Animal welfare is crucial in the laboratory animal industry for several key reasons:

  • Ethical Responsibility: Recognizing animals as sentient beings, ethical standards require minimising their suffering. This is central to global regulations and policies ensuring humane treatment.
  • Scientific Validity: The well-being of animals directly affects the reliability of research data. Unwanted stress or sickness in animals can lead to inconsistent results, undermining the research's integrity.
  • Regulatory Compliance: Adherence to legal standards of animal care is mandatory for research authorisation, funding, and publication. It also safeguards institutional reputations.
  • Public Trust: Humane treatment of animals maintains public support for scientific research. It prevents backlash and fosters trust in research practices.
  • 3Rs Principles: The principles of refinement, reduction, and replacement emphasise improving animal welfare and scientific quality by minimising animal distress, reducing the number of animals used, and finding alternatives to animal testing.
  • Economic Efficiency: High welfare standards prevent losses from disease or mortality, reducing costs and improving research efficiency.

Prioritising animal welfare ensures ethical treatment, enhances research validity, meets legal requirements, maintains public trust, and improves economic efficiency, making it fundamental to the integrity and sustainability of scientific research.

In the Digital Vivarium, once a cage is registered, it undergoes continuous monitoring around the clock. This surveillance includes checking for the availability of food and water, detecting any potential water leakage from bottles or Automated Watering Systems (AWS) valves, and identifying any unusual changes in the animals' activity levels within the cage compared to established baseline behaviors.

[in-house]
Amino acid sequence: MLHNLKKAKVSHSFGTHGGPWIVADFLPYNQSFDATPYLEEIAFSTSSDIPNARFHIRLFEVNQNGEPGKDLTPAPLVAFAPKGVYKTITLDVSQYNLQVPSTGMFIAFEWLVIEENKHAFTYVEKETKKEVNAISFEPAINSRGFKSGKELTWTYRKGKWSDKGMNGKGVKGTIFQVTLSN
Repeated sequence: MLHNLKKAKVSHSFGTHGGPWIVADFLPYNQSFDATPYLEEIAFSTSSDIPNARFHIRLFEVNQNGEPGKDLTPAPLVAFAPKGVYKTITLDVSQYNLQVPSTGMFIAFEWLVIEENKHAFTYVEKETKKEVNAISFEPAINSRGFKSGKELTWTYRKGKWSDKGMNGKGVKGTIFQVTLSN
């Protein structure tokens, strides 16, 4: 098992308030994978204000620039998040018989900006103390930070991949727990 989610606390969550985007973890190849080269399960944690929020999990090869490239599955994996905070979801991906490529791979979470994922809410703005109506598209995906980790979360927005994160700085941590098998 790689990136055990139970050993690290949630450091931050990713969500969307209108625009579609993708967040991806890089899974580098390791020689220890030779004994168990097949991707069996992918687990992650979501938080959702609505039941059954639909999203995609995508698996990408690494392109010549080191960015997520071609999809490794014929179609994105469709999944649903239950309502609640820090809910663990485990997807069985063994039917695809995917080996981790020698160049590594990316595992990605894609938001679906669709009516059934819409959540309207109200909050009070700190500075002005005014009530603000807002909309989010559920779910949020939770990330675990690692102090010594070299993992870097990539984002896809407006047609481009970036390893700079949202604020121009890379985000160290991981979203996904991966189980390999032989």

Crucially, this involves a sophisticated Welfare algorithm that operates on a global scale, analysing data from all registered cages across various facilities. Each morning, it generates a report highlighting cages that require closer inspection due to observed anomalies in animal behaviour. The specific types of irregular activities detected by the Welfare algorithm include:

  • Hypoactivity: significantly reduced movement or activity levels.
  • Hyperactivity: excessively high movement or activity levels.
  • Unusual Spatial Distribution: atypical patterns of space usage within the cage.
  • Unusual Temporal Distribution: irregular patterns of activity over time.
  • Fighting-like Behaviours: interactions resembling aggression or conflict.
  • Stereotypies: repetitive, invariant behaviours with no obvious purpose.

This comprehensive monitoring approach ensures early detection of potential welfare issues, allowing for timely intervention and maintenance of optimal conditions within each cage.

DVC® User interface primary examples:

Fig. 1: All the cages that need to be carefully inspected are grouped by DVC® Rack level

Fig. 2: The cages with welfare issues are directly illuminated at DVC® Rack level

Fig. 3: In the DVC® Operator User Interface, while performing the assigned task and physically removing the cage from the DVC® Rack, the reason behind the triggering of the Welfare task is shown with clear charts to the Operator. The red line represents the last 24 hours of circadian rhythms compared to the green line, which indicates the previous 9-day baseline.